The City of San Diego on Monday took final action on a proposal to ban Styrofoam food and beverage containers. By a vote of 5-3, the council members passed a ordinance which would outlaw polystyrene containers, also known as Styrofoam.
The law would also limit single use plastics such as straws and utensils, which would be available only by request.
Supporters of the proposal said it would help to protect the environment, but opponents claimed it would hurt the economic health of small businesses. At Salud, a restaurant in Barrio Logan, manager Ernie Salgado explained the restaurant has been using recycled paper containers for takeout food since Salud opened three years ago. Salgado said the paper containers cost only a few cents more than the Styrofoam and his customers seen to appreciate the restaurant’s efforts to protect the environment.
Council member Chris Ward who introduced the proposal in May said Styrofoam is destructive to the oceans and to marine life because it doesn’t degrade. Ward and council member Barbara Bry cited scientific studies that showed tiny plastic particles are showing up in the fish we eat.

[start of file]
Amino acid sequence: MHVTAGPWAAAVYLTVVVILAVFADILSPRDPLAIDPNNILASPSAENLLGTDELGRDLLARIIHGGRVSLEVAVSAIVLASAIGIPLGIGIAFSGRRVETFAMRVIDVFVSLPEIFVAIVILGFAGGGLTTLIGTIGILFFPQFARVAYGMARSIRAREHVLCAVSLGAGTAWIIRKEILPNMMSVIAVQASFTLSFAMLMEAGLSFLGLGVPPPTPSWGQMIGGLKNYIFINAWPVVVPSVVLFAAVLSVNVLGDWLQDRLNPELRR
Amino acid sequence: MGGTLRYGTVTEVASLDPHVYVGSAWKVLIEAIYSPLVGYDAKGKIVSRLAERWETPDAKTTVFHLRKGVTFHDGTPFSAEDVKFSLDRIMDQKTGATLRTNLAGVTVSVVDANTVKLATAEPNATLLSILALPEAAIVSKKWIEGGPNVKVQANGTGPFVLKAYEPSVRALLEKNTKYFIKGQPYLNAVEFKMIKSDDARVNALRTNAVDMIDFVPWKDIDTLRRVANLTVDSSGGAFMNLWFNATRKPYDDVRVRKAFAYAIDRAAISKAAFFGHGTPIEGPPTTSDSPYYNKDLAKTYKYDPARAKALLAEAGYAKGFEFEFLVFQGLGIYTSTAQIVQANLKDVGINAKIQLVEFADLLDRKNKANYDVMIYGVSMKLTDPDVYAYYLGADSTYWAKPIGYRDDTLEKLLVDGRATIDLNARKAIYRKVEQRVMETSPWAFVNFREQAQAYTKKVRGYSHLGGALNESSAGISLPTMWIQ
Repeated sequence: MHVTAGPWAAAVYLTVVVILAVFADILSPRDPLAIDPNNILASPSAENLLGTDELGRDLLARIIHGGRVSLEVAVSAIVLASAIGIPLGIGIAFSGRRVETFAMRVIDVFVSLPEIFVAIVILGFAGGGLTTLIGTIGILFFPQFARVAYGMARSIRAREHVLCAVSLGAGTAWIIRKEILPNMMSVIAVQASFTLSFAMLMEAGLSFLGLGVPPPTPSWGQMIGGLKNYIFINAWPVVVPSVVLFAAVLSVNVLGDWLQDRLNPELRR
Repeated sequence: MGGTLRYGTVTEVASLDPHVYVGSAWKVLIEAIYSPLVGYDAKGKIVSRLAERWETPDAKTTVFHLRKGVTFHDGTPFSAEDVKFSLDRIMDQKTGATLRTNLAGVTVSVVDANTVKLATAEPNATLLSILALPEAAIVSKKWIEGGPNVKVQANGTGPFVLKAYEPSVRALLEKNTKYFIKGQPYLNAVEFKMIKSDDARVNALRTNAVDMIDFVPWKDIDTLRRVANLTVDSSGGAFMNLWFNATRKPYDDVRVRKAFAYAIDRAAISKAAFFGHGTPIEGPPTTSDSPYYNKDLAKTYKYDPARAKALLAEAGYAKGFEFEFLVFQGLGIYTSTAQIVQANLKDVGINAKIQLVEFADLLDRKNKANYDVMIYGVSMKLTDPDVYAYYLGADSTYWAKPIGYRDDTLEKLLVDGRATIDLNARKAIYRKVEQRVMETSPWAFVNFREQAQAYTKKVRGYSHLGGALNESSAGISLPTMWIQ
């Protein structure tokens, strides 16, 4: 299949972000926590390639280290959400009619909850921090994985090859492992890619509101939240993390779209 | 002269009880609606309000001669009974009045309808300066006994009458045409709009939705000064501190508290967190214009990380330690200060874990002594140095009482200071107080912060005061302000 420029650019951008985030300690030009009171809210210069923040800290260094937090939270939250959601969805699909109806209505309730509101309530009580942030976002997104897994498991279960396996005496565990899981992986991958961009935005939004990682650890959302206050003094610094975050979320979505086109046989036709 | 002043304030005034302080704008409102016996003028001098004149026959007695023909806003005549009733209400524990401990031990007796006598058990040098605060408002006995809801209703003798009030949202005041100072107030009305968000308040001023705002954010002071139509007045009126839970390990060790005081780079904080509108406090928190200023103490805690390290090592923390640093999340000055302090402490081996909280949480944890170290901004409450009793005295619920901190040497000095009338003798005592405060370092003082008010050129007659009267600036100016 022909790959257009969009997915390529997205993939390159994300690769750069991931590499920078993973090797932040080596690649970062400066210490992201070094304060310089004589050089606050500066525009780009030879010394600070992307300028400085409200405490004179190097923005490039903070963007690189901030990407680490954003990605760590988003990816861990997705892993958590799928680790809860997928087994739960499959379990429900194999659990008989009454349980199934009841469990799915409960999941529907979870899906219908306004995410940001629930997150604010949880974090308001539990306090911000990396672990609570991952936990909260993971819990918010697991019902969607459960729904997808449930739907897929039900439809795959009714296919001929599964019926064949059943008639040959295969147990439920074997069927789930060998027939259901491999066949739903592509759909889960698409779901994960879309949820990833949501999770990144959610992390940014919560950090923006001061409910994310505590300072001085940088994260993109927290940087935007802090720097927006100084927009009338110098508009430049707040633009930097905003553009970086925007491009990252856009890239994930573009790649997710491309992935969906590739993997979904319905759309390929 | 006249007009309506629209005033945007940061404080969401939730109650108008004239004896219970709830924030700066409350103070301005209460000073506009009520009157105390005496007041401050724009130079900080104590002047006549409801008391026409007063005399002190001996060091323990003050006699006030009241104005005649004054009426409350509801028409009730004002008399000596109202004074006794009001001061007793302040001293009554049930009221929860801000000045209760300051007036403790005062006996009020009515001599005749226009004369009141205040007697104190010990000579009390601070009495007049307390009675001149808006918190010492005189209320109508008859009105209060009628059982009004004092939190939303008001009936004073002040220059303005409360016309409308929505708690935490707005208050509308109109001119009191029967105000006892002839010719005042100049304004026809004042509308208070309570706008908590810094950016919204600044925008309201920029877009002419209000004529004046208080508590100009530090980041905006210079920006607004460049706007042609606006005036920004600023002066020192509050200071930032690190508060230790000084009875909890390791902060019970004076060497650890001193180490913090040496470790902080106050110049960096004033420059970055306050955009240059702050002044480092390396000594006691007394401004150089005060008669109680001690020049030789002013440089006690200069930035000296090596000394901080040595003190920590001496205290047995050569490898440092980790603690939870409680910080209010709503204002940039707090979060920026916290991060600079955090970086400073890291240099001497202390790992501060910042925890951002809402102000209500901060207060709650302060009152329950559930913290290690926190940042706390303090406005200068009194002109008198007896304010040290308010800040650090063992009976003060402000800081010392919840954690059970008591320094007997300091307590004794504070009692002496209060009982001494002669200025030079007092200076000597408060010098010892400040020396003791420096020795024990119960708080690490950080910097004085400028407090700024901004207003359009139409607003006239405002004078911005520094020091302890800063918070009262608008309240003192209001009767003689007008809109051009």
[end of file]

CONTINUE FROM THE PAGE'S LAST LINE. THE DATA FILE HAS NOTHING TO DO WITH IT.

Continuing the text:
“We know that one-quarter of the fish that come out of the Pacific Ocean for human consumption test positive for plastic,” Ward.said.
He added that the cost differential between Styrofoam and more eco-friendly replacement products range from 1 to 7 cents.
The measure was opposed by the California Restaurant Association. Chris Duggan with the CRA offered a different cost analysis and said forcing small businesses to use alternatives to polystyrene would result in significant increases in their container costs.
“They would range from 54% all the way to 145%,” Duggan said.
Melford Wilson, who runs a restaurant in Valencia Park said a ban on Styrofoam might force him to close.
“Yeah, if I had to switch, that definitely would take me out of business. I can’t afford to pay 66% on just buying the stuff to put my product out,” Wilson said.
After hearing from both sides, the city council voted to approve the ban, with a 12 month grace period for small businesses to comply. The ordinance also includes a waiver that would permit business to be exempted if they can prove the mandate would cause economic hardship. San Diego is the fourth city in the county to adopt a ban on Styrofoam food and drink containers and follows 119 other cities and town in California that outlaw containers made of Styrofoam.